Twenty-four years later photographed by us in Cowes on the opposite side of the island while visiting Australia. The scenery was beautiful and the food expensive and awful, but the races made up for it.

The decisive first race at Phillip Island
Even before the start, it was clear to Aaron Slight that he had to put everything on one card in order to keep the last small chance of the title. Right next to Troy Corser, the Kiwi started the race well, but his Australian rival took the lead in the first corner ahead of Colin Edwards and him. The American returned from the first lap as the front-runner and behind him were Corser, Slight and Anthony Gobert on the best Kawasaki. In the second round, the latter passed the Honda driver, who was under even more pressure because he had to cross the finish line before Corser. A short time later, Gobert also passed Corser in second place, which meant that the two opponents were directly behind each other in the fight for the title.

Phillip Island WorldSBK Season start on February 29, 2020, with the sea coast in the background. 24 years before that, this site hosted the dramatic World Superbike World Championship finals with an Australian and a Kiwi as the main characters. A few days after this picture was taken, the corona pandemic began to paralyze racing operations for months.

The moment of decision
In the 5th lap the Australian braked in the Honda Corner and Slight was able to slip through on the inside. A little later, the Castrol Honda driver managed to overtake Anthony Gobert again. But a few turns later the Kawasaki rider passed him again. In the 7th deal, the New Zealander was able to get past the Australian again, whose compatriot Corser held back for the time being. Three laps later Gobert was again on P2, but Slight passed him again at the start-finish. The two gamecocks were already within half a second behind the leading Edwards when what happened which the directors first missed. After Gobert slipped past the Kawasaki pilot again, he slipped away in the next left turn.

Anthony Gobert (Kawasaki) in front of Colin Edwards (Yamaha) – the battle for victory in the first race in Australia went to the local hero, much to the delight of the numerous visitors (© WorldSBK).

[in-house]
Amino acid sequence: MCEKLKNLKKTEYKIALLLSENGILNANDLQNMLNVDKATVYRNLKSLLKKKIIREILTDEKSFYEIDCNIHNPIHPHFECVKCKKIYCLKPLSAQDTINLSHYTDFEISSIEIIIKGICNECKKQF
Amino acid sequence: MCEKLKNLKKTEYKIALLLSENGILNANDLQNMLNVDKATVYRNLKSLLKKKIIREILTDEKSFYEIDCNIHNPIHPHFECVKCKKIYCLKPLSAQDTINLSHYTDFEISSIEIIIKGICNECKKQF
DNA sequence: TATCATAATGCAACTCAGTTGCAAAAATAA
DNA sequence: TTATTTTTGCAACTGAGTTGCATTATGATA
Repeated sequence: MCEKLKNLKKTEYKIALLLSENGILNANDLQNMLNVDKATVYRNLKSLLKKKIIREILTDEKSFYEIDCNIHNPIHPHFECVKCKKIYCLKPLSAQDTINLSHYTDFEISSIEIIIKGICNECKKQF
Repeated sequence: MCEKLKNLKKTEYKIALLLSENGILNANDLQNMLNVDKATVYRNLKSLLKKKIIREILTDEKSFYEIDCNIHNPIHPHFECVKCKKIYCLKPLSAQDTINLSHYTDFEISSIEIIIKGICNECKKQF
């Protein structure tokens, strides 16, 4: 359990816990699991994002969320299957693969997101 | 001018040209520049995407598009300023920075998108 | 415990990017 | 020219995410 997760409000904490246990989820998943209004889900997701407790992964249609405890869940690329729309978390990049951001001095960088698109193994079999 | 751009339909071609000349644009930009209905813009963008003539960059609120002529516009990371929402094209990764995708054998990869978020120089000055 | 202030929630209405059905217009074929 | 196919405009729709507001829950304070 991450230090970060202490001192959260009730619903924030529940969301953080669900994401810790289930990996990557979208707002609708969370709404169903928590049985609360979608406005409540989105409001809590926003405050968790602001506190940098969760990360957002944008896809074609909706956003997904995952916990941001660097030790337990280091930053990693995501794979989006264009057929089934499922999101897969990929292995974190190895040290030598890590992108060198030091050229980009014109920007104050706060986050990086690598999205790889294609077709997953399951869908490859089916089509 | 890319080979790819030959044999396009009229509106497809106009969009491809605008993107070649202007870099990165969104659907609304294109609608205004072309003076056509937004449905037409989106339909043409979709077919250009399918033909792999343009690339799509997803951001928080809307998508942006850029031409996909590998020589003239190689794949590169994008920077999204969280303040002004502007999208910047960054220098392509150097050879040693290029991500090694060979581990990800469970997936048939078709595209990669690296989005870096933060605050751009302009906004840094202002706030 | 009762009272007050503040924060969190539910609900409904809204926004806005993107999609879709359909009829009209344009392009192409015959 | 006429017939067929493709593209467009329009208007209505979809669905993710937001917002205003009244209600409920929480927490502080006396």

The decision had been made – the world champion was certain
In a split second, the World Cup was decided in favor of the local hero. Troy Corser was able to let the two drivers in front of him go and contented himself with third place behind Gobert and Edwards in the first race. The only 24-year-old from Wollongong in South Wales, south of Sydney, crowned himself the first Australian WSBK world champion as a private driver. He was to remain in the near-series World Cup for many years to come and compete on various different makes in the fight for another title.

Troy Corser (Power Horse Ducati) would not take his hat off in the Superbike World Championship for many years and the Australian became one of the most formative figures in the series (© WorldSBK).

The second run of Phillip Island
Again this time Anthony Gobert was the winner, but this time not wafer-thinly ahead of Edwards, but 0.109 seconds ahead of the new runner-up world champion Aaron Slight. This time Colin Edwards crossed the finish line in third place, just over 10 seconds behind. The American Mike Hale (Ducati) finished his season gold with fourth place ahead of John Kocinski and Carl Fogarty. The latter finished only fourth in the World Championship and should ruefully return to Ducati, while Kocinski moved to Castrol Honda in his place for the 1997 season. The US-American finished third before Foggy. Despite his failure, Troy Corser was able to pop the corks 6 laps before the end.

Troy Corser (Power Horse Ducati) – After his world championship title, the Australian tried his hand at the motorcycle world championship, but had little success in the 500cc class and returned to the Superbike world championship a year later (© WorldSBK).

Final result of the 1996 drivers’ championship

Manufacturers World Championship 1996

The evaluation with the placements (not the World Cup points), which counted for the ranking of the Manufacturers World Championship. Ducati won the championship again with its V2 engines, which were allowed to have a displacement of up to 1000 cm³. The four-cylinder bikes were limited to 750 cc at that time. Suzuki was not supposed to enter the factory until a later date.

The 1st half of the 1996 season:

The 1997 season: coming soon..